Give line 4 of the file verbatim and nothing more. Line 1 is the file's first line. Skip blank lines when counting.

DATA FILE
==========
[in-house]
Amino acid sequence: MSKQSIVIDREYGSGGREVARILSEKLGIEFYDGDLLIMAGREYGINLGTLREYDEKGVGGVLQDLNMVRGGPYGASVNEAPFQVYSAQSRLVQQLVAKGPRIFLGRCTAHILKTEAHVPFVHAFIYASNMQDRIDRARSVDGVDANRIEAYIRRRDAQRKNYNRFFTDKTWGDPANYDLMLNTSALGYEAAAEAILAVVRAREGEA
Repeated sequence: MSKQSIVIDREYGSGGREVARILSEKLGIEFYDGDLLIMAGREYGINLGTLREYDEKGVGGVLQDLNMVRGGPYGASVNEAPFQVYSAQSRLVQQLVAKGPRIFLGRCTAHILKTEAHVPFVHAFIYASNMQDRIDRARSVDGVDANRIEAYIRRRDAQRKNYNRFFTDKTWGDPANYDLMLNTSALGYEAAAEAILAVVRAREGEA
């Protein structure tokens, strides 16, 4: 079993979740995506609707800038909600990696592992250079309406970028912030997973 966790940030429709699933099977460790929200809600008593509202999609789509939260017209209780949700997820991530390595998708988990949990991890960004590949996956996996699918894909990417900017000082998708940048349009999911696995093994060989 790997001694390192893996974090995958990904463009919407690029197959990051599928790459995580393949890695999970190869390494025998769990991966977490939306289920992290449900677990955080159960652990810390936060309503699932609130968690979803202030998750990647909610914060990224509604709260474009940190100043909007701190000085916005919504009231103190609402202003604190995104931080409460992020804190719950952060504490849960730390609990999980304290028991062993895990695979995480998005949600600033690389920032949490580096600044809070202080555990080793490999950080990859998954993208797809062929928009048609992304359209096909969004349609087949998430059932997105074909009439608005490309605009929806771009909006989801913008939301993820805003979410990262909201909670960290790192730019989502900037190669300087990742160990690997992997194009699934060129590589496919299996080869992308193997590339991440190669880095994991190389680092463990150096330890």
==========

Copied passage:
């Protein structure tokens, strides 16, 4: 079993979740995506609707800038909600990696592992250079309406970028912030997973 966790940030429709699933099977460790929200809600008593509202999609789509939260017209209780949700997820991530390595998708988990949990991890960004590949996956996996699918894909990417900017000082998708940048349009999911696995093994060989 790997001694390192893996974090995958990904463009919407690029197959990051599928790459995580393949890695999970190869390494025998769990991966977490939306289920992290449900677990955080159960652990810390936060309503699932609130968690979803202030998750990647909610914060990224509604709260474009940190100043909007701190000085916005919504009231103190609402202003604190995104931080409460992020804190719950952060504490849960730390609990999980304290028991062993895990695979995480998005949600600033690389920032949490580096600044809070202080555990080793490999950080990859998954993208797809062929928009048609992304359209096909969004349609087949998430059932997105074909009439608005490309605009929806771009909006989801913008939301993820805003979410990262909201909670960290790192730019989502900037190669300087990742160990690997992997194009699934060129590589496919299996080869992308193997590339991440190669880095994991190389680092463990150096330890």